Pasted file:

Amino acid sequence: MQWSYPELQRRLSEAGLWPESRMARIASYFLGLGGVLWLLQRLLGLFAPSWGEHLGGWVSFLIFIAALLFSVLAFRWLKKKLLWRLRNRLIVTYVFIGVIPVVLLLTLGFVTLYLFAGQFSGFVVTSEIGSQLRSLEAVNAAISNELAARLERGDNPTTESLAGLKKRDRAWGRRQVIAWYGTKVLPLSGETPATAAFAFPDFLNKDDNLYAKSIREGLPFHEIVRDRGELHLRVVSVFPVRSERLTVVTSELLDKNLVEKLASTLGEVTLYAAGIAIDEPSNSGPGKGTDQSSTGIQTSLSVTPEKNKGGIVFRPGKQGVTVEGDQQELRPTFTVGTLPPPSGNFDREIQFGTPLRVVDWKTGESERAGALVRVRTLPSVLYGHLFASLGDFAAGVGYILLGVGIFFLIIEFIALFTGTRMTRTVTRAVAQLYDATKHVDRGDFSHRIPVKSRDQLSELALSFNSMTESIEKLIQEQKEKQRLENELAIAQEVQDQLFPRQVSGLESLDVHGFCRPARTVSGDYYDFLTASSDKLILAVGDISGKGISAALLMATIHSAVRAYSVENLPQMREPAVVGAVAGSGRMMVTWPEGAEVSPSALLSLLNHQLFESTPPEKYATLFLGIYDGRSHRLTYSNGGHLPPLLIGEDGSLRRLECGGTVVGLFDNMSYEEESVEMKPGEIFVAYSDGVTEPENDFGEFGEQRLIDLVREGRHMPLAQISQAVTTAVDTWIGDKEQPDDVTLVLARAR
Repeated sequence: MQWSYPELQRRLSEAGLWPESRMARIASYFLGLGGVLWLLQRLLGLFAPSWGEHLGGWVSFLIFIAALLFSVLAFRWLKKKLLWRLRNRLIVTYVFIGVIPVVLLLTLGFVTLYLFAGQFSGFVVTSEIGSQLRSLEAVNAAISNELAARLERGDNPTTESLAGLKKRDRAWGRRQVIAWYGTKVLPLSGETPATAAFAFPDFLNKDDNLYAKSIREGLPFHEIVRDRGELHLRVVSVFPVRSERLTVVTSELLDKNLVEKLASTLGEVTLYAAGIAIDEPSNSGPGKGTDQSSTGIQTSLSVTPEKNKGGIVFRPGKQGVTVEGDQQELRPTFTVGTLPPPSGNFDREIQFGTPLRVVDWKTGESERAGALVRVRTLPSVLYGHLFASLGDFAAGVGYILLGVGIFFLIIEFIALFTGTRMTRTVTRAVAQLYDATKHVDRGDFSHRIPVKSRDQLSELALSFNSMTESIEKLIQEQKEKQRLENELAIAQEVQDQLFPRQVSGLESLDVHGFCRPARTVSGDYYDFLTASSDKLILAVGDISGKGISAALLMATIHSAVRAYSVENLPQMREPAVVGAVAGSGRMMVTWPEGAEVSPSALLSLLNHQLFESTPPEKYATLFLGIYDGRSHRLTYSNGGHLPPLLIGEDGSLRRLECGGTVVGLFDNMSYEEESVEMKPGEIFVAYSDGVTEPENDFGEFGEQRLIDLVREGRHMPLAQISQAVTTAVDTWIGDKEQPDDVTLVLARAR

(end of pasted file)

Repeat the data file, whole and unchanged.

Amino acid sequence: MQWSYPELQRRLSEAGLWPESRMARIASYFLGLGGVLWLLQRLLGLFAPSWGEHLGGWVSFLIFIAALLFSVLAFRWLKKKLLWRLRNRLIVTYVFIGVIPVVLLLTLGFVTLYLFAGQFSGFVVTSEIGSQLRSLEAVNAAISNELAARLERGDNPTTESLAGLKKRDRAWGRRQVIAWYGTKVLPLSGETPATAAFAFPDFLNKDDNLYAKSIREGLPFHEIVRDRGELHLRVVSVFPVRSERLTVVTSELLDKNLVEKLASTLGEVTLYAAGIAIDEPSNSGPGKGTDQSSTGIQTSLSVTPEKNKGGIVFRPGKQGVTVEGDQQELRPTFTVGTLPPPSGNFDREIQFGTPLRVVDWKTGESERAGALVRVRTLPSVLYGHLFASLGDFAAGVGYILLGVGIFFLIIEFIALFTGTRMTRTVTRAVAQLYDATKHVDRGDFSHRIPVKSRDQLSELALSFNSMTESIEKLIQEQKEKQRLENELAIAQEVQDQLFPRQVSGLESLDVHGFCRPARTVSGDYYDFLTASSDKLILAVGDISGKGISAALLMATIHSAVRAYSVENLPQMREPAVVGAVAGSGRMMVTWPEGAEVSPSALLSLLNHQLFESTPPEKYATLFLGIYDGRSHRLTYSNGGHLPPLLIGEDGSLRRLECGGTVVGLFDNMSYEEESVEMKPGEIFVAYSDGVTEPENDFGEFGEQRLIDLVREGRHMPLAQISQAVTTAVDTWIGDKEQPDDVTLVLARAR
Repeated sequence: MQWSYPELQRRLSEAGLWPESRMARIASYFLGLGGVLWLLQRLLGLFAPSWGEHLGGWVSFLIFIAALLFSVLAFRWLKKKLLWRLRNRLIVTYVFIGVIPVVLLLTLGFVTLYLFAGQFSGFVVTSEIGSQLRSLEAVNAAISNELAARLERGDNPTTESLAGLKKRDRAWGRRQVIAWYGTKVLPLSGETPATAAFAFPDFLNKDDNLYAKSIREGLPFHEIVRDRGELHLRVVSVFPVRSERLTVVTSELLDKNLVEKLASTLGEVTLYAAGIAIDEPSNSGPGKGTDQSSTGIQTSLSVTPEKNKGGIVFRPGKQGVTVEGDQQELRPTFTVGTLPPPSGNFDREIQFGTPLRVVDWKTGESERAGALVRVRTLPSVLYGHLFASLGDFAAGVGYILLGVGIFFLIIEFIALFTGTRMTRTVTRAVAQLYDATKHVDRGDFSHRIPVKSRDQLSELALSFNSMTESIEKLIQEQKEKQRLENELAIAQEVQDQLFPRQVSGLESLDVHGFCRPARTVSGDYYDFLTASSDKLILAVGDISGKGISAALLMATIHSAVRAYSVENLPQMREPAVVGAVAGSGRMMVTWPEGAEVSPSALLSLLNHQLFESTPPEKYATLFLGIYDGRSHRLTYSNGGHLPPLLIGEDGSLRRLECGGTVVGLFDNMSYEEESVEMKPGEIFVAYSDGVTEPENDFGEFGEQRLIDLVREGRHMPLAQISQAVTTAVDTWIGDKEQPDDVTLVLARAR